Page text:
County Manager Bill Shanahan agreed there are processes in place “that really protect the developer from us enforcing rules.” He also agreed a review of current rules could help the county.
“We do have some regulations out there but they’re very long-winded,” he said. “There’s no real accountability.”
Which is the issue Cox is seeing. There is a difference, she said, in silt fences failing after some record rain and developers who are choosing not to follow their own plans.
“We don’t enforce it well enough that they care,” Cox said.
She proposes keeping a list of developers with compliance problems, and having developers foot the bill for additional county inspections when needed. She also wants something more than a small fine developers will gladly risk paying rather than address runoff.
“We need to put some teeth into it,” Cox said of county rules, “or we need to get rid of it.”
Williams said he is fine with the stop-work orders, but said more could be done once there are problems toward “some sort of true mitigation” to fix the issues. Love said along with rules and enforcement, the county also has “a definition problem.” Varying state and local rules on what constitutes runoff can be confusing, she said. But common sense needs to prevail.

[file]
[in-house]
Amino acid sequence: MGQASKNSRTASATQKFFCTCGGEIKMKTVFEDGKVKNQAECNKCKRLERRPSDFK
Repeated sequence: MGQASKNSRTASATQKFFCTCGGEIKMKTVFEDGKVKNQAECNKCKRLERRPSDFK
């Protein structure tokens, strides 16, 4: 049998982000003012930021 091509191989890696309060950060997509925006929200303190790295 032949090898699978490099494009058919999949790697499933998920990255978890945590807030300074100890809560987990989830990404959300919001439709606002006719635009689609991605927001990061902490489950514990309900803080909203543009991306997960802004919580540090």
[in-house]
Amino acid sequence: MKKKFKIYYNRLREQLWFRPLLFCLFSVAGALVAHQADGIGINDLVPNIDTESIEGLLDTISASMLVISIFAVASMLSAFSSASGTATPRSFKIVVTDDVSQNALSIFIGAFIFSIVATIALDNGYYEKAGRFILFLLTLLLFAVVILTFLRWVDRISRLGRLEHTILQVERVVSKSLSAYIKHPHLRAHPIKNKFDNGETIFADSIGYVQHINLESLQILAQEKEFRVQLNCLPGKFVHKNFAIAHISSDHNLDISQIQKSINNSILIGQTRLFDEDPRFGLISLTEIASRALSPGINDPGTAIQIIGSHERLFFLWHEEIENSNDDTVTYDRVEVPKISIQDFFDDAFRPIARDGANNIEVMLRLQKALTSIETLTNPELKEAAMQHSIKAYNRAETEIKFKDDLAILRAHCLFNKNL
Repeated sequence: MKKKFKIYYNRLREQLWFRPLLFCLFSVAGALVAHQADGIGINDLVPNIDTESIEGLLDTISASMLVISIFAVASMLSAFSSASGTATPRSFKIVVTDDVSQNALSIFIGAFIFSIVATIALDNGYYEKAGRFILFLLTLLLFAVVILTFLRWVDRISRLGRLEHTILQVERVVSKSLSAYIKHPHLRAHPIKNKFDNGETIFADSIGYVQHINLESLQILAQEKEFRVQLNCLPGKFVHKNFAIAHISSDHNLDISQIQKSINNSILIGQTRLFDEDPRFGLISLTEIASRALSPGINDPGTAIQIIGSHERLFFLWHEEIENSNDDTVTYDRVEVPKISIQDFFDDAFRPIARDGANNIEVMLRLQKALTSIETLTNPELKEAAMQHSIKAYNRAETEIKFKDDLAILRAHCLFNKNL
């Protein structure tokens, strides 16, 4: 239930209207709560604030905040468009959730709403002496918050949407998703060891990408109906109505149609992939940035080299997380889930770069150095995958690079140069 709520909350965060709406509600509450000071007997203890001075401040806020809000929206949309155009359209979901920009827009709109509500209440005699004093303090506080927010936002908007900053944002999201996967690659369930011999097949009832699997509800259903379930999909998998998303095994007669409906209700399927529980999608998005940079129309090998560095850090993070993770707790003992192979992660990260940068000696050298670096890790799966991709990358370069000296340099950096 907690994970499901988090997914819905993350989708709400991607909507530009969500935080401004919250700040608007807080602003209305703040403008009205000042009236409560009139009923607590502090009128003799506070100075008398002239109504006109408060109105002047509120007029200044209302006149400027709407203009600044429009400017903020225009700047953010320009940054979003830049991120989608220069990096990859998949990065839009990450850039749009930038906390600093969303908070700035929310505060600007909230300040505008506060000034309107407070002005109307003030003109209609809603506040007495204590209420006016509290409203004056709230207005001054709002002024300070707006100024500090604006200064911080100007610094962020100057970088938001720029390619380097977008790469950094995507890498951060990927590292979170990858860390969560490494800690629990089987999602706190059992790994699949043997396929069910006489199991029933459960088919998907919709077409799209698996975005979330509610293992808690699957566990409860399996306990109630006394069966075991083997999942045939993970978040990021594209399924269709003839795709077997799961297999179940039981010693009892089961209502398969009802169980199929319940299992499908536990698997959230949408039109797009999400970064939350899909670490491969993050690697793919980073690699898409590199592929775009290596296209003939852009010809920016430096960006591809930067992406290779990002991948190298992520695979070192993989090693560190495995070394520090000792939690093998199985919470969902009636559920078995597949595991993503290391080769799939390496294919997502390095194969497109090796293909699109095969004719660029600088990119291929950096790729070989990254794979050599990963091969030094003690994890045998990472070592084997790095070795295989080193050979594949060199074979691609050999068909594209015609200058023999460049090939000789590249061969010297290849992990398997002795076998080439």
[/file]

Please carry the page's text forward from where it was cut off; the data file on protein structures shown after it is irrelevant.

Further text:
“When you can see it going into the lake, and we know that our lake is more and more shallow as years go by, we have a problem,” Love said.
Though she didn’t bring the issue up herself this time, Love has in recent months. Issues persist as new development continues in Lake Wylie.
“I find myself out videotaping every time we have a rain, and it doesn’t matter if it’s a larger rain than normal or not,” Love said. “I’m out there videotaping because every rain is larger than normal, and the silt fences are down.”
Ellen Goff, board member with the Catawba Riverkeeper Foundation and longtime environmental advocate in Lake Wylie, called the recent conversation welcome news.
“We need leadership from the York County Council and the county manager on this most urgent threat to water quality and water quantity in Lake Wylie and throughout the Catawba River basin,” she said.
Stormwater runoff largely comes from construction sites, but can come from other sources, from cable and water installation to work on sewage lines. Goff said silt in coves is a problem as are nutrients, fertilizers and oils washed into waterways.
“This is a serious problem for fast-growing counties like ours and one that is being replicated in counties all across the country,” she said. “Polluting our source of drinking water is a one issue. But equally important is water storage loss in our lakes from sedimentation.”
Goff sites recent studies from the Catawba basin, conducted by groups of water users aimed at extended how long the river can support public water needs.
“Having enough water to support the current rate of growth is already being questioned,” she said. “This pernicious degradation of the environment has not yet been fully recognized.”